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Darker growth outlook pushes UK austerity plan off track

posted 5 Dec 2012, 11:49 by Mpelembe Admin   [ updated 5 Dec 2012, 11:49 ]

British finance minister George Osborne tells parliament that he will break a key debt promise and warns that growth would be weaker than expected, in a bleak outlook announced in his Autumn budget statement, that could damage his party's hopes of winning a 2015 election.

LONDON, ENGLAND, UNITED KINGDOM (DECEMBER 5, 2012)(UK POOL) -  Britain will endure more austerity and break a central debt-cutting promise to cope with weaker

growth, the government said on Wednesday (December 5), in a bleak outlook that will do nothing to improve Prime Minister David Cameron's re-election chances.

Chancellor (Finance minister) George Osborne announced real-term welfare cuts and said tax rises and spending cuts will drag on for another year into 2017/18 as Britain is held back by the euro zone debt crisis and a global slowdown.

"People know there are no quick fix to these problems. But they want to know that we are making progress and the message from today's Autumn Statement is that we are making progress. It is a hard road but we are getting there. Britain is on the right track and turning back now would be a disaster," Osborne told parliament to jeers and roars of disapproval from opposition politicians.

In a half-yearly budget update to parliament, Osborne said weak growth meant he would be a year late in meeting a self-imposed target of seeing debt fall as a share of Britain's national income by 2015/16.

But the Chancellor insisted that more borrowing would be disastrous:

"Confronted with this news some say we should abandon our deficit plan and try to borrow more. They think by borrowing more we can borrow less; that would risk higher interest rates, more debt interest payments and a complete loss of Britain's fiscal credibility. We are not taking that road to ruin," Osborne told a packed House of Commons chamber.

Despite the Chancellor's assurances that "the British economy is healing after the biggest financial crash of our lifetimes," missing that goal is an embarrassment for Osborne, who has staked his reputation on wiping out Britain's deficit and cutting public debt. It also raises questions about the safety of Britain's coveted triple-A credit rating.

The opposition Labour Party -- which leads Cameron's Conservatives by around 10 points in the polls, 2-1/2 years before a 2015 election -- said the austerity drive had failed and was holding back Britain's recovery.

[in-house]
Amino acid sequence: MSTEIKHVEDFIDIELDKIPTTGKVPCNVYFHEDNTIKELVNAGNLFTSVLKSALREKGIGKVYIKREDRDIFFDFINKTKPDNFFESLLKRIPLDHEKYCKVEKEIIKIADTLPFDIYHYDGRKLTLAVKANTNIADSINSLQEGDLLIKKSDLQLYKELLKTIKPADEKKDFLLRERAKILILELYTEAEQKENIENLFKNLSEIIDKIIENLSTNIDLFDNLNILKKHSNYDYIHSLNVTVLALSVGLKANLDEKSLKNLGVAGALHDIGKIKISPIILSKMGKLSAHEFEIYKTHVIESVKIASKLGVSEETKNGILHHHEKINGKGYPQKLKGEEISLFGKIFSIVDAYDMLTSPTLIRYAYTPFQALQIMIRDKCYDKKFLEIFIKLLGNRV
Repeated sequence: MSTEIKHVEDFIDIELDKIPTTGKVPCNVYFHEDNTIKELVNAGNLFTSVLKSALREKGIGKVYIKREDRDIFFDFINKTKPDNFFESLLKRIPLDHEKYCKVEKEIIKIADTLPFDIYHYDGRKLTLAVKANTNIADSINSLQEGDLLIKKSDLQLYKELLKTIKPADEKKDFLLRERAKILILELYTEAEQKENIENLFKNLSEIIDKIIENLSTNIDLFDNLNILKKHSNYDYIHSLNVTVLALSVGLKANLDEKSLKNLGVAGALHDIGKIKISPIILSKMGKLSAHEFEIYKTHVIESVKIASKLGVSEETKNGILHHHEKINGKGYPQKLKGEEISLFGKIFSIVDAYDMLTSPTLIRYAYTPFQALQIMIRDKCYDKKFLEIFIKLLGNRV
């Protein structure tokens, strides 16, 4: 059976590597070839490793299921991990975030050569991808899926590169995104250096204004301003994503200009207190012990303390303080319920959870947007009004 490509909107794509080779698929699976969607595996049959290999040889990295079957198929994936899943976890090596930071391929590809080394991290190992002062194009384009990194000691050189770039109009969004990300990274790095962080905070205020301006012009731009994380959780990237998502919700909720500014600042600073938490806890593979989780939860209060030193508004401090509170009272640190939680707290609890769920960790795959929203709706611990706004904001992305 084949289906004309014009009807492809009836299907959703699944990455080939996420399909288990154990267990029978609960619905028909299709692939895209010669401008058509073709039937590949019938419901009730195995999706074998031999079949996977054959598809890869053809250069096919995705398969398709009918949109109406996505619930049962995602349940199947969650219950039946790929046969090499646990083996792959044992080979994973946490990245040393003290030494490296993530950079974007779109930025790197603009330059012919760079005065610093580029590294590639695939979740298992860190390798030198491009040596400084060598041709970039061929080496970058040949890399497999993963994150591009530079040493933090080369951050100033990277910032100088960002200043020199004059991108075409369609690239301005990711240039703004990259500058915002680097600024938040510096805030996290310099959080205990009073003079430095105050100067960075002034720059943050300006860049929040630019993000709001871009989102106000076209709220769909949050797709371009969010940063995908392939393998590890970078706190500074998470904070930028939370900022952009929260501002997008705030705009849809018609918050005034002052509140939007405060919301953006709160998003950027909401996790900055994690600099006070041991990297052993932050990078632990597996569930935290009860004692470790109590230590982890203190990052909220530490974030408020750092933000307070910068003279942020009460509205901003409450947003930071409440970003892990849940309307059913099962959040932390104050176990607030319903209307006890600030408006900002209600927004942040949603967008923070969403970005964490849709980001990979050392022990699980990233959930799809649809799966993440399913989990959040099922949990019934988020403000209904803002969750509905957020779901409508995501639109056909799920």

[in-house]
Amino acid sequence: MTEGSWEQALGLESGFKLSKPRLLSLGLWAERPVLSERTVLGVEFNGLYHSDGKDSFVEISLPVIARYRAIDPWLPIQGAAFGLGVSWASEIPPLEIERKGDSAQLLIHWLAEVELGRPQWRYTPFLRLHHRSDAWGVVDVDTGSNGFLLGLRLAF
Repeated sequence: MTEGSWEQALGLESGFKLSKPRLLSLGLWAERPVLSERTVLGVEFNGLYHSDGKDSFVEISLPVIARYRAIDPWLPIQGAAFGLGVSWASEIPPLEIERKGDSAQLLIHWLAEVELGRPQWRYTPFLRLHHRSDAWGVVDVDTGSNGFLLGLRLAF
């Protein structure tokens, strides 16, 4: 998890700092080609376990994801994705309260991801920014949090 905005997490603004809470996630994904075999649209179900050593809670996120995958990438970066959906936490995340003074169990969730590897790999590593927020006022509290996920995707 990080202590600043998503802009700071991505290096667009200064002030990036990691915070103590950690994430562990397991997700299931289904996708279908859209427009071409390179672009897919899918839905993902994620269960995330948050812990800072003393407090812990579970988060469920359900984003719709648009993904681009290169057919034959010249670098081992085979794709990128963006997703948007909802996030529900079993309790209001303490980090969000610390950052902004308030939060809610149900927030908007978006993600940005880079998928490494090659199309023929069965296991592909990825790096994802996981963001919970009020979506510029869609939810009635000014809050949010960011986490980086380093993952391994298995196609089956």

Opposition Shadow Chancellor, Ed Balls told the Commons:

"the Chancellor's fiscal strategy has been completely derailed," and that "the one test they [the Coalition] set themselves to balance the books and get the debt falling by 2015 is now in tatters."

The government made dealing with Britain's budget deficit -- which hit a record 11.2 percent of GDP before the 2010 election -- its biggest priority when it came to power. The economy was now forecast to grow by only 1.2 percent in 2013, well down from the 2 percent predicted in March, Osborne said, citing figures from the independent Office for Budget Responsibility.

The government's fiscal watchdog expected the economy to shrink by 0.1 percent in 2012, compared to a prediction of 0.8 growth in March, and grow by 2 percent in 2014, compared to the 2.7 percent previously forecast.

Under pressure to do more to restore growth, Osborne said he would cut the main rate of corporation tax by a further 1 percent. It will stand at 21 percent from April 2014.

The announcement will be welcomed by British businesses like Alexander Dennis. The firm is western Europe's fastest growing bus and coach manufacturer, and is bucking the tough trading environment by selling to Hong Kong, New Zealand and North America. The company's Chief Executive Officer (CEO) Colin Robertson said the government must do everything possible to help firms grow.

"Any tax breaks, or any incentives to help invest further in technology development, bringing on new graduate trainees, you know really helping fund our technology-led universities to really accelerate the best and brightest talent I would really sign up for every day," Robertson told Reuters TV at the company's Guildford plant.

The government's watchdog said 1.1 million public sector jobs would be lost by 2018 because of further spending cuts in 2017-18. The Trades Union Congress said Osborne had offered "pain without purpose."